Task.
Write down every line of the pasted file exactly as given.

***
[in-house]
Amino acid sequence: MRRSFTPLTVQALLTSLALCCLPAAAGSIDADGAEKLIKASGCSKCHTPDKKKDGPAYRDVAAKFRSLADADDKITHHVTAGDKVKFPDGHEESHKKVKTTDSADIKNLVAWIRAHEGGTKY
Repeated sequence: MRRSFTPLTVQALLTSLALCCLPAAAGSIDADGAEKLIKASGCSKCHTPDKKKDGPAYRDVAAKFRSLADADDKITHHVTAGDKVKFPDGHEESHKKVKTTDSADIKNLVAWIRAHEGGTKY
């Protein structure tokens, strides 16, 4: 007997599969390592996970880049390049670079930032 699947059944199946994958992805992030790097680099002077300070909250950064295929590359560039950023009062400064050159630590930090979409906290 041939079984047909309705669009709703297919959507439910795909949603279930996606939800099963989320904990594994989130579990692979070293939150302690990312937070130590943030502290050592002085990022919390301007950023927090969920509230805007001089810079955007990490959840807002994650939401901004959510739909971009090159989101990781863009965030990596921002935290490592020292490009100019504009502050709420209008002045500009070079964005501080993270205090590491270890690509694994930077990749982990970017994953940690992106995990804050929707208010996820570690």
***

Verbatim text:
[in-house]
Amino acid sequence: MRRSFTPLTVQALLTSLALCCLPAAAGSIDADGAEKLIKASGCSKCHTPDKKKDGPAYRDVAAKFRSLADADDKITHHVTAGDKVKFPDGHEESHKKVKTTDSADIKNLVAWIRAHEGGTKY
Repeated sequence: MRRSFTPLTVQALLTSLALCCLPAAAGSIDADGAEKLIKASGCSKCHTPDKKKDGPAYRDVAAKFRSLADADDKITHHVTAGDKVKFPDGHEESHKKVKTTDSADIKNLVAWIRAHEGGTKY
């Protein structure tokens, strides 16, 4: 007997599969390592996970880049390049670079930032 699947059944199946994958992805992030790097680099002077300070909250950064295929590359560039950023009062400064050159630590930090979409906290 041939079984047909309705669009709703297919959507439910795909949603279930996606939800099963989320904990594994989130579990692979070293939150302690990312937070130590943030502290050592002085990022919390301007950023927090969920509230805007001089810079955007990490959840807002994650939401901004959510739909971009090159989101990781863009965030990596921002935290490592020292490009100019504009502050709420209008002045500009070079964005501080993270205090590491270890690509694994930077990749982990970017994953940690992106995990804050929707208010996820570690």